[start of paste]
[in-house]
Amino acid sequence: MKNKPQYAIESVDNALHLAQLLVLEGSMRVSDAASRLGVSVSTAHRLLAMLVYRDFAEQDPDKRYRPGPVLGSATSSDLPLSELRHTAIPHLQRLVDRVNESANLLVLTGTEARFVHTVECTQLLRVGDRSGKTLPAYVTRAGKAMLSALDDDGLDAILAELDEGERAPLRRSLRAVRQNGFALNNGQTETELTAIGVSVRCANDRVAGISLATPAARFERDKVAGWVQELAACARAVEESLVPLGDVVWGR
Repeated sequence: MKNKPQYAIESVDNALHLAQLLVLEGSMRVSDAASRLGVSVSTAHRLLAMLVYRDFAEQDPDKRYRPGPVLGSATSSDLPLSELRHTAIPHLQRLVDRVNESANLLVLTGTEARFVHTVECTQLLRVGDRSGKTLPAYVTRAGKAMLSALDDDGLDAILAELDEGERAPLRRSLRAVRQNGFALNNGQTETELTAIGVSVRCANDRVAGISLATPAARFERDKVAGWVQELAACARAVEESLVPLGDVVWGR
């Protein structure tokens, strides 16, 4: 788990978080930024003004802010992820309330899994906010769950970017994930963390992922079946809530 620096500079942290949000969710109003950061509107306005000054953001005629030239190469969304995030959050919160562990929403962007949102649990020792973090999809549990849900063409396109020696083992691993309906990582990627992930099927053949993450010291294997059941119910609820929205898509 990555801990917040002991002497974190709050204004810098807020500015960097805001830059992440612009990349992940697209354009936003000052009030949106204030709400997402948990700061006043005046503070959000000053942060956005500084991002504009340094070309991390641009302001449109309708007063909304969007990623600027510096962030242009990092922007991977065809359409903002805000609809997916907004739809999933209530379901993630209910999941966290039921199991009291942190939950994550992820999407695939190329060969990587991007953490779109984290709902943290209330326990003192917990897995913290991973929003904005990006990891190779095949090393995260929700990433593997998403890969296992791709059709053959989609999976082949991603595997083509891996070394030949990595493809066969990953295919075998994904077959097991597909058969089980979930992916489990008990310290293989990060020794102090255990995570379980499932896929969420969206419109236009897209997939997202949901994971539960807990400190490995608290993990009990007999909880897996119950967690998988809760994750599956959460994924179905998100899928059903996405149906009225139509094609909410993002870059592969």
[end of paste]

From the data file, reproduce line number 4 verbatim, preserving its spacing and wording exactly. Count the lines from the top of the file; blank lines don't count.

């Protein structure tokens, strides 16, 4: 788990978080930024003004802010992820309330899994906010769950970017994930963390992922079946809530 620096500079942290949000969710109003950061509107306005000054953001005629030239190469969304995030959050919160562990929403962007949102649990020792973090999809549990849900063409396109020696083992691993309906990582990627992930099927053949993450010291294997059941119910609820929205898509 990555801990917040002991002497974190709050204004810098807020500015960097805001830059992440612009990349992940697209354009936003000052009030949106204030709400997402948990700061006043005046503070959000000053942060956005500084991002504009340094070309991390641009302001449109309708007063909304969007990623600027510096962030242009990092922007991977065809359409903002805000609809997916907004739809999933209530379901993630209910999941966290039921199991009291942190939950994550992820999407695939190329060969990587991007953490779109984290709902943290209330326990003192917990897995913290991973929003904005990006990891190779095949090393995260929700990433593997998403890969296992791709059709053959989609999976082949991603595997083509891996070394030949990595493809066969990953295919075998994904077959097991597909058969089980979930992916489990008990310290293989990060020794102090255990995570379980499932896929969420969206419109236009897209997939997202949901994971539960807990400190490995608290993990009990007999909880897996119950967690998988809760994750599956959460994924179905998100899928059903996405149906009225139509094609909410993002870059592969």